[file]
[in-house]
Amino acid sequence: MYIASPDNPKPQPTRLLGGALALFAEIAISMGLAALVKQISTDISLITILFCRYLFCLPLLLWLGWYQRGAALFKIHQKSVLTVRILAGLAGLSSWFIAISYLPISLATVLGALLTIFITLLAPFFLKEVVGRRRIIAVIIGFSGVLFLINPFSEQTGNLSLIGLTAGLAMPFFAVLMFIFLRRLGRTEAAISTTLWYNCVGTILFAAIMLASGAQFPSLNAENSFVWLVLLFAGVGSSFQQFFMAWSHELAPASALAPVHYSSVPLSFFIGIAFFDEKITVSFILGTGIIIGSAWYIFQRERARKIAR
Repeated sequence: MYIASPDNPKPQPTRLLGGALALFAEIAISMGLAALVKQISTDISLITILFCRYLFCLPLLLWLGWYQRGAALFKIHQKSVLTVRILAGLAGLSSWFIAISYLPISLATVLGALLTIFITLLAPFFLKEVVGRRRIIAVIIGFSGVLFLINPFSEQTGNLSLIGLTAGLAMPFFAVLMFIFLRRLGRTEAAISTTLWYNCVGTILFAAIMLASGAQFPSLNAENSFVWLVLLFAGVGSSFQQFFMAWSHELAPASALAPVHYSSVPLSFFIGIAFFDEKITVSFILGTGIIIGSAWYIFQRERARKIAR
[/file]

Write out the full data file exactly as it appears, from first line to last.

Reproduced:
[in-house]
Amino acid sequence: MYIASPDNPKPQPTRLLGGALALFAEIAISMGLAALVKQISTDISLITILFCRYLFCLPLLLWLGWYQRGAALFKIHQKSVLTVRILAGLAGLSSWFIAISYLPISLATVLGALLTIFITLLAPFFLKEVVGRRRIIAVIIGFSGVLFLINPFSEQTGNLSLIGLTAGLAMPFFAVLMFIFLRRLGRTEAAISTTLWYNCVGTILFAAIMLASGAQFPSLNAENSFVWLVLLFAGVGSSFQQFFMAWSHELAPASALAPVHYSSVPLSFFIGIAFFDEKITVSFILGTGIIIGSAWYIFQRERARKIAR
Repeated sequence: MYIASPDNPKPQPTRLLGGALALFAEIAISMGLAALVKQISTDISLITILFCRYLFCLPLLLWLGWYQRGAALFKIHQKSVLTVRILAGLAGLSSWFIAISYLPISLATVLGALLTIFITLLAPFFLKEVVGRRRIIAVIIGFSGVLFLINPFSEQTGNLSLIGLTAGLAMPFFAVLMFIFLRRLGRTEAAISTTLWYNCVGTILFAAIMLASGAQFPSLNAENSFVWLVLLFAGVGSSFQQFFMAWSHELAPASALAPVHYSSVPLSFFIGIAFFDEKITVSFILGTGIIIGSAWYIFQRERARKIAR